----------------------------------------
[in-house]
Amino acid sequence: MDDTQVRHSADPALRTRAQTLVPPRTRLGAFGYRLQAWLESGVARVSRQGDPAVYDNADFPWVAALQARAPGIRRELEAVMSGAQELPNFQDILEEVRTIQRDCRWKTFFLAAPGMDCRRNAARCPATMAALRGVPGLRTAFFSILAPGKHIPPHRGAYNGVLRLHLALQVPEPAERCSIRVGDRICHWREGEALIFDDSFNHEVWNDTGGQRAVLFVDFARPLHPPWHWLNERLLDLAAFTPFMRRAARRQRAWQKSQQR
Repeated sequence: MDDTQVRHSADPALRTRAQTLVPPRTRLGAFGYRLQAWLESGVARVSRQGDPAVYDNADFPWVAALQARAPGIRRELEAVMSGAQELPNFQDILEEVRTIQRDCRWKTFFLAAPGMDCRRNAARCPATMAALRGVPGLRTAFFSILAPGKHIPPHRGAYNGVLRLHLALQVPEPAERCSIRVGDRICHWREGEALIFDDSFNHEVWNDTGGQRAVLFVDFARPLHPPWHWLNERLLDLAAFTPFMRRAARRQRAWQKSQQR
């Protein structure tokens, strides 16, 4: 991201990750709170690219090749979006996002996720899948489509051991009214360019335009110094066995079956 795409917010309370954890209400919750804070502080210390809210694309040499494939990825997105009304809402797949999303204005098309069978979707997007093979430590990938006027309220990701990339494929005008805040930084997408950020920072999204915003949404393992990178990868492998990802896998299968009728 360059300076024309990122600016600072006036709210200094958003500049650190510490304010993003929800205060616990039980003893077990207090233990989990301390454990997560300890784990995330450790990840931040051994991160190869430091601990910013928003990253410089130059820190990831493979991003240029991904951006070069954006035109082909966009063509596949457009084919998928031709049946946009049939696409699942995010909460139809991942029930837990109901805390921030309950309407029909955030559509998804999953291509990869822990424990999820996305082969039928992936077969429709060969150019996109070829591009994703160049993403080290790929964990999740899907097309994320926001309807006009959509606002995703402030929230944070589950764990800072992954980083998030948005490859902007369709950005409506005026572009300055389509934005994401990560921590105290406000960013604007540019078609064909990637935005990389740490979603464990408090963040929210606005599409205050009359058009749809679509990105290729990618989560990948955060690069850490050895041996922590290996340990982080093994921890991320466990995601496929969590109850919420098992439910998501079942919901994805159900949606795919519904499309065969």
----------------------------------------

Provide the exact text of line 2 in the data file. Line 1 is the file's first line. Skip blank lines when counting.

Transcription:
Amino acid sequence: MDDTQVRHSADPALRTRAQTLVPPRTRLGAFGYRLQAWLESGVARVSRQGDPAVYDNADFPWVAALQARAPGIRRELEAVMSGAQELPNFQDILEEVRTIQRDCRWKTFFLAAPGMDCRRNAARCPATMAALRGVPGLRTAFFSILAPGKHIPPHRGAYNGVLRLHLALQVPEPAERCSIRVGDRICHWREGEALIFDDSFNHEVWNDTGGQRAVLFVDFARPLHPPWHWLNERLLDLAAFTPFMRRAARRQRAWQKSQQR